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by Tony Moore
If you take a walk across campus, you’ll see several buildings named after figures from the college’s 237-year existence. But for a college with such a long history, one that has snaked through turbulent times, that tradition can become problematic decades—or centuries—down the road.
So when Matthew Pinsker, professor of history and director of the House Divided Project, and his students set out to explore the college’s complex relationship with slavery in their recent Dickinson and Slavery project, they discovered that echoes of that complex relationship live on today—in campus buildings named for slaveholders from Dickinson’s past.
“Many Dickinsonians have already heard some of the basic insights that our initiative has unearthed: that three of the college’s founders were slaveholders, as were roughly 60 percent of the founding Board of Trustees,” says Cooper Wingert ’20 (history), who has published nearly a dozen books on the American Civil War era. “How we choose to apply these new insights to our campus and community is a far more complex question.”
The overriding recommendations emerging from the House Divided report were to rename those buildings on campus whose names honor the legacy of supporters of slavery. The report ultimately singled out three slaveholders/proslavery figures who never renounced slaveholding—John Armstrong, Thomas Cooper and John Montgomery—and the halls on campus named for them (as well as the Montgomery Service Leaders program, which has been rebranded the Community Engagement Fellows).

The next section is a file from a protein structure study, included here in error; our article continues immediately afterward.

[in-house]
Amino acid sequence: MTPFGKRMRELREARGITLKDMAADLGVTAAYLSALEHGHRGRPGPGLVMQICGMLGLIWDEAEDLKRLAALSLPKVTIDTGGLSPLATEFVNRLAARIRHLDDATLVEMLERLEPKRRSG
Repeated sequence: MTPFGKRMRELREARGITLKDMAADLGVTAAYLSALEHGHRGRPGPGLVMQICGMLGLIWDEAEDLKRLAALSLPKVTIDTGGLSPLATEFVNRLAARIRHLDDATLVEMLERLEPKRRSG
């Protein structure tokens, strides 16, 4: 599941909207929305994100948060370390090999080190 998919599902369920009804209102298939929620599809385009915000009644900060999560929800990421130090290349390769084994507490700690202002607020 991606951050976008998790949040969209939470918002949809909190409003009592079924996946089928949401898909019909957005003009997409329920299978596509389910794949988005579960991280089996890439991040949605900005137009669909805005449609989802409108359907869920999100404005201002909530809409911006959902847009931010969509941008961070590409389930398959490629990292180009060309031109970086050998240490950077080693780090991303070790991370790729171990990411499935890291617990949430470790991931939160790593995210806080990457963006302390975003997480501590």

Based on those recommendations, Student Senate began by passing a resolution calling for Cooper Hall to be renamed, and the science faculty removed Cooper’s portrait from the Rector Science Complex. The recommendations were sent to the President’s Commission on Inclusivity, and a larger committee comprising faculty, students, staff and alumni made final recommendations to the Board of Trustees and President Margee Ensign.
The board recently unanimously approved the recommendation to rename Cooper Hall to Spradley-Young Hall, honoring Henry Spradley and Robert Young, two formerly enslaved men and longtime college employees who helped integrate the Dickinson campus in the 19th century. During the 2020-21 academic year, a ceremony will be held to mark this change, with invitations sent to the descendants of both Henry and Mina Spradley and Robert and Matilda Young to participate.
“We’ve all heard the incantation ‘You can’t rewrite history,’ but that’s precisely what the historical craft, by its very nature, does,” says Wingert. “Crucially, however, that doesn’t mean obliterating slaveholders from the college’s historical landscape but rather recognizing that memorializations of them often covered up the lives of the enslaved people they held, and whose labor they—and the college itself—profited from.”
The board also unanimously approved the renaming of East College Gate as the Pinkney Family Gate, honoring both Carrie and Noah Pinkney, a couple who were popular African American food sellers on campus for decades in the late 19th and early 20th centuries. Descendants will also be invited to attend the renaming ceremony.
Going forward, the House Divided Project will develop content for explaining these name changes to be disseminated on the college website and through exterior wayside markers and interior lobby exhibit panels. Also, the president's office will further consider other potential name changes to the remaining nine residence halls known as "The Quads,” among them Armstrong Hall, and also to Montgomery House (current home to the Department of Theatre & Dance).
“Incorporating the voices of individuals so long neglected and overlooked is—in my view—a worthwhile reason to rewrite history,” says Wingert.
Published May 6, 2020